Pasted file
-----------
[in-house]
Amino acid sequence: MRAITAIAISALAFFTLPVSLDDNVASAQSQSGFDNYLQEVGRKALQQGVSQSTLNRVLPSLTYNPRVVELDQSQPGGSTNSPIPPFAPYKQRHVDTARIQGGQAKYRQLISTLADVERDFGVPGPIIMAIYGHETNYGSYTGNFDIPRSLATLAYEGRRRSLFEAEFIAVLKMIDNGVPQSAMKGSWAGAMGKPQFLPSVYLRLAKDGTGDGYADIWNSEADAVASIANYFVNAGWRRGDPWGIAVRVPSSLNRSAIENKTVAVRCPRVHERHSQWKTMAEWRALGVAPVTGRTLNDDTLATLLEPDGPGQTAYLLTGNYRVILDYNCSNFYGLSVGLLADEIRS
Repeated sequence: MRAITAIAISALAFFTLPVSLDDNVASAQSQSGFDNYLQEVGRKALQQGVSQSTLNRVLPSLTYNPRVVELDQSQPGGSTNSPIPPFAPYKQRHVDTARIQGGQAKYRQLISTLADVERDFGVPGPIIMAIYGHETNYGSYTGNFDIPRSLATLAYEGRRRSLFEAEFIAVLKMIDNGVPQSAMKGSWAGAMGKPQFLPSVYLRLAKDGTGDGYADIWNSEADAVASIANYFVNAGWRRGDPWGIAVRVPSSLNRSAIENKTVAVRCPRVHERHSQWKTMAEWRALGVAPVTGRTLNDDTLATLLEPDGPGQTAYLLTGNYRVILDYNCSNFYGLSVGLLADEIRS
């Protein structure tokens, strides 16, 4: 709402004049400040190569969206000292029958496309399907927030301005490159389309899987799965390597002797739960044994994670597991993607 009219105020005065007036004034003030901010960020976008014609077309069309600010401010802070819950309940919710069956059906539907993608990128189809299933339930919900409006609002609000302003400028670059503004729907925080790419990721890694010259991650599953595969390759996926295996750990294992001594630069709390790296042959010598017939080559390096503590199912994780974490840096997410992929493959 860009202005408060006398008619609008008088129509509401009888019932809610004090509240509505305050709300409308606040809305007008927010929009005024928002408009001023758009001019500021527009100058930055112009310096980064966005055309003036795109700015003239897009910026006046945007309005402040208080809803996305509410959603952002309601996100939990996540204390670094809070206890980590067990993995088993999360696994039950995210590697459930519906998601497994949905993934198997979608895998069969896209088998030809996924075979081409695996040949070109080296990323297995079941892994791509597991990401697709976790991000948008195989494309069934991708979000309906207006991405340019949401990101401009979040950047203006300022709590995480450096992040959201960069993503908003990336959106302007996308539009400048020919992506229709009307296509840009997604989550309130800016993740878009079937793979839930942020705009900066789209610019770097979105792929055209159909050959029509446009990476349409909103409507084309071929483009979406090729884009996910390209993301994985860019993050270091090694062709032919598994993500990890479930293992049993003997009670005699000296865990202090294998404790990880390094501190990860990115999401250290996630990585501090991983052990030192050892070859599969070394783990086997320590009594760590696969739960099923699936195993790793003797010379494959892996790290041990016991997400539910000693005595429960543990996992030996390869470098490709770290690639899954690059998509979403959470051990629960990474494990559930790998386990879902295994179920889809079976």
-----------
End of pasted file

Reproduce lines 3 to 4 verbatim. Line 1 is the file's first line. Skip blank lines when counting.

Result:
Repeated sequence: MRAITAIAISALAFFTLPVSLDDNVASAQSQSGFDNYLQEVGRKALQQGVSQSTLNRVLPSLTYNPRVVELDQSQPGGSTNSPIPPFAPYKQRHVDTARIQGGQAKYRQLISTLADVERDFGVPGPIIMAIYGHETNYGSYTGNFDIPRSLATLAYEGRRRSLFEAEFIAVLKMIDNGVPQSAMKGSWAGAMGKPQFLPSVYLRLAKDGTGDGYADIWNSEADAVASIANYFVNAGWRRGDPWGIAVRVPSSLNRSAIENKTVAVRCPRVHERHSQWKTMAEWRALGVAPVTGRTLNDDTLATLLEPDGPGQTAYLLTGNYRVILDYNCSNFYGLSVGLLADEIRS
């Protein structure tokens, strides 16, 4: 709402004049400040190569969206000292029958496309399907927030301005490159389309899987799965390597002797739960044994994670597991993607 009219105020005065007036004034003030901010960020976008014609077309069309600010401010802070819950309940919710069956059906539907993608990128189809299933339930919900409006609002609000302003400028670059503004729907925080790419990721890694010259991650599953595969390759996926295996750990294992001594630069709390790296042959010598017939080559390096503590199912994780974490840096997410992929493959 860009202005408060006398008619609008008088129509509401009888019932809610004090509240509505305050709300409308606040809305007008927010929009005024928002408009001023758009001019500021527009100058930055112009310096980064966005055309003036795109700015003239897009910026006046945007309005402040208080809803996305509410959603952002309601996100939990996540204390670094809070206890980590067990993995088993999360696994039950995210590697459930519906998601497994949905993934198997979608895998069969896209088998030809996924075979081409695996040949070109080296990323297995079941892994791509597991990401697709976790991000948008195989494309069934991708979000309906207006991405340019949401990101401009979040950047203006300022709590995480450096992040959201960069993503908003990336959106302007996308539009400048020919992506229709009307296509840009997604989550309130800016993740878009079937793979839930942020705009900066789209610019770097979105792929055209159909050959029509446009990476349409909103409507084309071929483009979406090729884009996910390209993301994985860019993050270091090694062709032919598994993500990890479930293992049993003997009670005699000296865990202090294998404790990880390094501190990860990115999401250290996630990585501090991983052990030192050892070859599969070394783990086997320590009594760590696969739960099923699936195993790793003797010379494959892996790290041990016991997400539910000693005595429960543990996992030996390869470098490709770290690639899954690059998509979403959470051990629960990474494990559930790998386990879902295994179920889809079976």